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inferreth the coldness of succeeding winter from the shining of the sun on Candlemas-day, according to the proverbial distich:

Si Sol splendescat Maria purificante, Major erit glacies post festum quam fuit ante."" The "Country Almanac" for 1676, in the month of February, versifies to the same effect:

"Foul weather is no news;

hail, rain, and snow,
Are now expected, and
esteem'd no woe;

Nay, 'tis an omen bad,
The yeomen say,

Jf Phoebus shows his face
the second day."

Country Almanac, (Feb.) 1676. Other almanacs prophesy to the like pur port:

"If Candlemas-day be fair and bright,

Winter will have another flight;
But if Candlemas-day be clouds and rain,
Winter is gone, and will not come again."
The next old saw is nearer the truth than
either of the preceding:

When Candlemas-day is come and gone,
The snow lies on a hot stone."

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This saint has the honour of a place in the church of England calendar, on what account it is difficult to say. All the facts that Butler has collected of him is, that he was bishop of Sebaste in Armenia, receiver of the relics of St. Eustratius, and executor of his last will; that he is venerated for the cure of sore throats; principal patron of Ragusa, titular patron of the wool-combers; and that he was tormented with iron combs, and martyred under Licinius, in 316.

Ribadeneira is more diffuse. He relates, that St. Blase lived in a cave, whither wild beasts came daily to visit him, and be cured by him; "and if it hap

pened that they came while he was at prayer, they did not interrupt him, but waited till he had ended, and never departed without his benediction. He was discovered in his retirement, imprisoned, and cured a youth who had a fish-bone stuck in his throat by praying." Ribadeneira further says that Etius, an ancient Greek physician, gave the following

Receipt for a stoppage in the throat :

"Hold the diseased party by the throat, and pronounce these words :— BLASE, the martyr and servant of Jesus Christ, commands thee to pass up or down!"

The same Jesuit relates, that St. Blase was scourged, and seven holy women anointed themselves with his blood; whereupon their flesh was combed with iron combs, their wounds ran nothing but milk, their flesh was whiter than snow, angels came visibly and healed their wounds as fast as they were made; and they were put into the fire, which would not consume them; wherefore they were ordered to be beheaded, and beheaded accordingly. Then St. Blase was ordered to be drowned in the lake; but he walked on the water, sat down on it in the middle, and invited the infidels to a sitting; whereupon threescore and eight, who tried the experiment, were drowned, and St. Blase walked back to be beheaded.

The "Golden Legend" says, that a wolf having run away with a woman's swine, she prayed St. Blase that she might have her swine again, and St. Blase promised her, with a smile, she should, and the wolf brought the swine back; then she slew it, and offered the head and the feet, with some bread and a candle, to St. Blase. "And he thanked God, and ete thereof; and he sayd to her, that every yere she sholde offre in his chirche a candell. And she dyd all her lyf, and she had moche grete prosperyte. And knowe thou that to the, and to all them that so shal do, shal well happen to them."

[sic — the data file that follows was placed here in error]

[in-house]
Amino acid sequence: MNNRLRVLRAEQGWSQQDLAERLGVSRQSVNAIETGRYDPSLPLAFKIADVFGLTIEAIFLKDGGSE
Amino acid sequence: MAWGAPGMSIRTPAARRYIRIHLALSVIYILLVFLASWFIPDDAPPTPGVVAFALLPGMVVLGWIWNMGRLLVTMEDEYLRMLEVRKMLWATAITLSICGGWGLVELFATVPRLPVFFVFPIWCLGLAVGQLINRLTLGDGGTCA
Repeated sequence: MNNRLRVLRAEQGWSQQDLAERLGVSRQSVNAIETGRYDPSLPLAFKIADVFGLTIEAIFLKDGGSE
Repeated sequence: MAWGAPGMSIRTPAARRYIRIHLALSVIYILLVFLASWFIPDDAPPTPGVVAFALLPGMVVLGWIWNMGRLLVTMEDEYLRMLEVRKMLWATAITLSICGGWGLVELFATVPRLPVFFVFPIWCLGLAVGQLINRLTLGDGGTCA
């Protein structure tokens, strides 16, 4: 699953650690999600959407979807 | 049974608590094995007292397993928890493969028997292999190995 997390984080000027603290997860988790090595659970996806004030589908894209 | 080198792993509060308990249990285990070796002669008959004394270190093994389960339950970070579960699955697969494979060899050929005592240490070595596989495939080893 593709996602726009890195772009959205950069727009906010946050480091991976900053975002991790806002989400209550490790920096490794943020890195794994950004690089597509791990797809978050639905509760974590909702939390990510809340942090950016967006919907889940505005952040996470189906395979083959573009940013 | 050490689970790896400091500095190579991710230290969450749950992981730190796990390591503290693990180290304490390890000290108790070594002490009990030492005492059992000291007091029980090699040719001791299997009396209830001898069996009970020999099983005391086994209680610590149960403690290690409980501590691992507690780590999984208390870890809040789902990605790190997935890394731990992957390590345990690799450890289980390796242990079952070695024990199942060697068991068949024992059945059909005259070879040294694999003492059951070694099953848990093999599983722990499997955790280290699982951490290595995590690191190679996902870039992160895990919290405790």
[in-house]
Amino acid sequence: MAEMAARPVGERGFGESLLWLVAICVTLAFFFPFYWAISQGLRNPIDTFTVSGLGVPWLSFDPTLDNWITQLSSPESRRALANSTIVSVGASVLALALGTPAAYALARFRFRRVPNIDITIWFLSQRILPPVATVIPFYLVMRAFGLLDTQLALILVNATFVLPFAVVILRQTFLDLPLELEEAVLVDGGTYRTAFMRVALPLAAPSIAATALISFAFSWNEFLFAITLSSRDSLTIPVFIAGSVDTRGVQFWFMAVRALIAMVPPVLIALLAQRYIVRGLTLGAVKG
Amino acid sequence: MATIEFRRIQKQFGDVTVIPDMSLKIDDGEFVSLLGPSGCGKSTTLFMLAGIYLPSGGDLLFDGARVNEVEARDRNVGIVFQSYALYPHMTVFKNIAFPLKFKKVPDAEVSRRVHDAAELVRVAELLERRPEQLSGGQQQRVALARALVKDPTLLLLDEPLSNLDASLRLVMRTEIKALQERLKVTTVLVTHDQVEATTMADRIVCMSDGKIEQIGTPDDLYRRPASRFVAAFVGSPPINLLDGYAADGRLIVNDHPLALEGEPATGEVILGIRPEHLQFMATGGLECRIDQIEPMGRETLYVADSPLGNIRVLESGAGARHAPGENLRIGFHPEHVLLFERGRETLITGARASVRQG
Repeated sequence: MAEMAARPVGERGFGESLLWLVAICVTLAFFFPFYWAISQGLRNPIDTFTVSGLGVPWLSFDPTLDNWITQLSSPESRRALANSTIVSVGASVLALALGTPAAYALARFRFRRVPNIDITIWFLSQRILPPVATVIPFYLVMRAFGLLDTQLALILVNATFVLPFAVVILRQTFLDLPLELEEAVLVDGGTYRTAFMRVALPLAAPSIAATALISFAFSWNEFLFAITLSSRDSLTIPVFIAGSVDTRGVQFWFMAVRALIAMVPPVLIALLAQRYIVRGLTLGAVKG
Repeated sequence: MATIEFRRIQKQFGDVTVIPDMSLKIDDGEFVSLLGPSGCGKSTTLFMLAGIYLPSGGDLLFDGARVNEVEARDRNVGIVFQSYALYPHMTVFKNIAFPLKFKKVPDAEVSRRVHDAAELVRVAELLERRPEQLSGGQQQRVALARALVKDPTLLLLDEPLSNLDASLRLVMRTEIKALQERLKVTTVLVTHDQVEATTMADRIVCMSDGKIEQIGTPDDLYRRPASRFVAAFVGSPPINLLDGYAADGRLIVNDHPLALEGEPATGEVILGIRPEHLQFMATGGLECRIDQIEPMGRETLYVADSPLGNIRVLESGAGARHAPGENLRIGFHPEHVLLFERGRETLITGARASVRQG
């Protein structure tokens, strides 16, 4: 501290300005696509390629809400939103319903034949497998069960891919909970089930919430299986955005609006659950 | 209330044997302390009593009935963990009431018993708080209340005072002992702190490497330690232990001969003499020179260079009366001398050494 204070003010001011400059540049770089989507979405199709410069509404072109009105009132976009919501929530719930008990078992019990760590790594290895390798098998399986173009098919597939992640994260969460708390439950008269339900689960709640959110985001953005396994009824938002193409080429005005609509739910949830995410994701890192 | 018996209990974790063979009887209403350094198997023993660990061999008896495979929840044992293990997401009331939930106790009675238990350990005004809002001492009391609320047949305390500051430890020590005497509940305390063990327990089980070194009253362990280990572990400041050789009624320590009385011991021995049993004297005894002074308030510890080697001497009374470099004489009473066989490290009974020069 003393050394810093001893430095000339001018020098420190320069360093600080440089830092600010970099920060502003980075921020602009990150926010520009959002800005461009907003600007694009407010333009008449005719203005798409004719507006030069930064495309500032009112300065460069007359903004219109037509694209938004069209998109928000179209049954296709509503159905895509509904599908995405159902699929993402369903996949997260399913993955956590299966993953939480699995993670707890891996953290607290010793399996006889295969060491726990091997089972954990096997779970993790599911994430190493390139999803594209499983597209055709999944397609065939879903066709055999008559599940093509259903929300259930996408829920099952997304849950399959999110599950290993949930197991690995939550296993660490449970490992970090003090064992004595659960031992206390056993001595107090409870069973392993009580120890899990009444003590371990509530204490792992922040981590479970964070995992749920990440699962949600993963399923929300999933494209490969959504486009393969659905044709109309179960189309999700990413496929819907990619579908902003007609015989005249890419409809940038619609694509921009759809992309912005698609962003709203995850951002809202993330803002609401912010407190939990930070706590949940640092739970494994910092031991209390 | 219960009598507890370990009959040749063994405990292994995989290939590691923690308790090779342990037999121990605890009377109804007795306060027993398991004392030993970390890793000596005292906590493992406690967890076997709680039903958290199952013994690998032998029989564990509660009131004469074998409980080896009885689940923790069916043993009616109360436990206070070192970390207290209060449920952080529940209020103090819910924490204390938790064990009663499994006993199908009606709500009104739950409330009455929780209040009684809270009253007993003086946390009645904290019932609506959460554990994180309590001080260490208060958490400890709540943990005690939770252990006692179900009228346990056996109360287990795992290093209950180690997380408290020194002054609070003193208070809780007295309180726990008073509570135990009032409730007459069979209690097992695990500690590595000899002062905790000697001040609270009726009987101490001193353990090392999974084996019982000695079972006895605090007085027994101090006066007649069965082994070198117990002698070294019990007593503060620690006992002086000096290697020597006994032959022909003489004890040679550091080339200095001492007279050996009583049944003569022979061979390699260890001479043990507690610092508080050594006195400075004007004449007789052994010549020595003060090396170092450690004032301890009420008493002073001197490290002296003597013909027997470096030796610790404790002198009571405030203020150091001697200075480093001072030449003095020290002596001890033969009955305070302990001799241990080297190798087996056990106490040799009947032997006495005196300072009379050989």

It is observed in a note on Brand, that the candles offered to St. Blase were said to be good for the tooth-ache, and for diseased cattle.

"Then followeth good sir Blase, who doth a waxen Candell give, And holy water to his men,

whereby they safely live.

I divers Barrels oft have seene,

drawne out of water cleare,
Through one small blessed bone

of this same holy Martyr heare:
And caryed thence to other townes
and cities farre away,
Ech superstition doth require

such earnest kinde of play."

The origin of St. Blase's fame has baffled the inquiry of antiquaries; it seems to have rolled off with the darkness of former ages, never to be known again. To the wool-combers this saint is indebted for the maintenance of his reputation in England, for no other trade or persons have any interest in remembering his existence; and this popularity with a body of so much consequence may possibly have been the reason, and the only reason, for the retention of his name in the church calendar at the Reformation. That it is not in the wane with them, is clear from a report in the Leeds Mercury, of the 5th of February, 1825. The article furnishes the very interesting particulars in the subjoined account:


Bishop Blase's Festival,

The septennial festival, held in honour of bishop Blase, and of the invention of wool-combing attributed to that personage, was on this day celebrated at Bradford with great gaiety and rejoicing.

There is no place in the kingdom where the bishop is so splendidly commemorated as at Bradford. In 1811, 1818, and at previous septennial periods, the occasion was celebrated with great pomp and festivity, each celebration surpassing the preceding ones in numbers and brilliance. The celebration of 1825 eclipsed all hitherto seen, and it is most gratifying to know, that this is owing to the high prosperity of the worsted and woollen manufactures, which are constantly adding fresh streets and suburban villages to the town.

The different trades began to assemble at eight o'clock in the morning, but it was near ten o'clock before they all were arranged in marching order in Westgate. The arrangements were actively superintended by Matthew Thompson, Esq. The morning was brilliantly beautiful. As early as seven o'clock, strangers pour